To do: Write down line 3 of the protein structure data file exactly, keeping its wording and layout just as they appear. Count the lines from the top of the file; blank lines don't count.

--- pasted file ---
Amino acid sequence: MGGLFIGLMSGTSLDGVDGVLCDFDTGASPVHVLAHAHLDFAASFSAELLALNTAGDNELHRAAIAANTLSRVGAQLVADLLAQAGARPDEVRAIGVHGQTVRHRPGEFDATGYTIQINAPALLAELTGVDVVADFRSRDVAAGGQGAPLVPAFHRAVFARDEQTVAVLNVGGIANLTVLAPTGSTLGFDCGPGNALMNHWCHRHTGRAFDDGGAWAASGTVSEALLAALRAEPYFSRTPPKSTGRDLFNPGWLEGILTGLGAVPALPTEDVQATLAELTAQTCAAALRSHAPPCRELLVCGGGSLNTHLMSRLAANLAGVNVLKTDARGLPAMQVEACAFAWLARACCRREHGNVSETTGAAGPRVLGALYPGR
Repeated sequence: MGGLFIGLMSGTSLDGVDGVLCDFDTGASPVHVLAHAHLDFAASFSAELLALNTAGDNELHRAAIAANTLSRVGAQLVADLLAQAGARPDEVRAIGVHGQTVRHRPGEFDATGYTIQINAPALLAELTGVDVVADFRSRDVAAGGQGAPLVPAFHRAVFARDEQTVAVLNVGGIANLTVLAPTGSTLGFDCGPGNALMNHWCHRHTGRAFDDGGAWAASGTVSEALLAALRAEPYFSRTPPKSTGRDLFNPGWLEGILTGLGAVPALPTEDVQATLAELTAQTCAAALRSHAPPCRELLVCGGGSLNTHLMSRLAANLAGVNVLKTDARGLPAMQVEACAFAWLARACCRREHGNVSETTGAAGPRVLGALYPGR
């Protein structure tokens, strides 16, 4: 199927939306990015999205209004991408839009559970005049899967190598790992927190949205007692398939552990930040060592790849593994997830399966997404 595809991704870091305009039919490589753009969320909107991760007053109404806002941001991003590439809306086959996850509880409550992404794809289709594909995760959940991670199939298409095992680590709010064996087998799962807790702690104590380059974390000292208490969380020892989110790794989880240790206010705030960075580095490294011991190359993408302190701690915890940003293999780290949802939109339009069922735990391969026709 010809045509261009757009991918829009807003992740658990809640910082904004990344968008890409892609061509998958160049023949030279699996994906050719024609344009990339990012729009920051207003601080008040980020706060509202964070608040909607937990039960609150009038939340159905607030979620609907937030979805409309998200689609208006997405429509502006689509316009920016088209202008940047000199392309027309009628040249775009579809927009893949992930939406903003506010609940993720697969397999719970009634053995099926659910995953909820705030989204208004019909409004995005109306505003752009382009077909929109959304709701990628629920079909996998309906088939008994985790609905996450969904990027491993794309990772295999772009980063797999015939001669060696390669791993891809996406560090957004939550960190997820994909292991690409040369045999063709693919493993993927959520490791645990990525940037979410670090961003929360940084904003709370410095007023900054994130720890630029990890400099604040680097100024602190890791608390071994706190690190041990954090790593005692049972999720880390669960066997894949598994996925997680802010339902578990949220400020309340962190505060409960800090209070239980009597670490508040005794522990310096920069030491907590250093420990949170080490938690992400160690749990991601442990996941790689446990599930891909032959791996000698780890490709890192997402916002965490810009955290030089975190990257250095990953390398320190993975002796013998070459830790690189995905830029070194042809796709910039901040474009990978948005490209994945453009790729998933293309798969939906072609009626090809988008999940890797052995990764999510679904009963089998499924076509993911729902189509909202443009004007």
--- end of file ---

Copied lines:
């Protein structure tokens, strides 16, 4: 199927939306990015999205209004991408839009559970005049899967190598790992927190949205007692398939552990930040060592790849593994997830399966997404 595809991704870091305009039919490589753009969320909107991760007053109404806002941001991003590439809306086959996850509880409550992404794809289709594909995760959940991670199939298409095992680590709010064996087998799962807790702690104590380059974390000292208490969380020892989110790794989880240790206010705030960075580095490294011991190359993408302190701690915890940003293999780290949802939109339009069922735990391969026709 010809045509261009757009991918829009807003992740658990809640910082904004990344968008890409892609061509998958160049023949030279699996994906050719024609344009990339990012729009920051207003601080008040980020706060509202964070608040909607937990039960609150009038939340159905607030979620609907937030979805409309998200689609208006997405429509502006689509316009920016088209202008940047000199392309027309009628040249775009579809927009893949992930939406903003506010609940993720697969397999719970009634053995099926659910995953909820705030989204208004019909409004995005109306505003752009382009077909929109959304709701990628629920079909996998309906088939008994985790609905996450969904990027491993794309990772295999772009980063797999015939001669060696390669791993891809996406560090957004939550960190997820994909292991690409040369045999063709693919493993993927959520490791645990990525940037979410670090961003929360940084904003709370410095007023900054994130720890630029990890400099604040680097100024602190890791608390071994706190690190041990954090790593005692049972999720880390669960066997894949598994996925997680802010339902578990949220400020309340962190505060409960800090209070239980009597670490508040005794522990310096920069030491907590250093420990949170080490938690992400160690749990991601442990996941790689446990599930891909032959791996000698780890490709890192997402916002965490810009955290030089975190990257250095990953390398320190993975002796013998070459830790690189995905830029070194042809796709910039901040474009990978948005490209994945453009790729998933293309798969939906072609009626090809988008999940890797052995990764999510679904009963089998499924076509993911729902189509909202443009004007």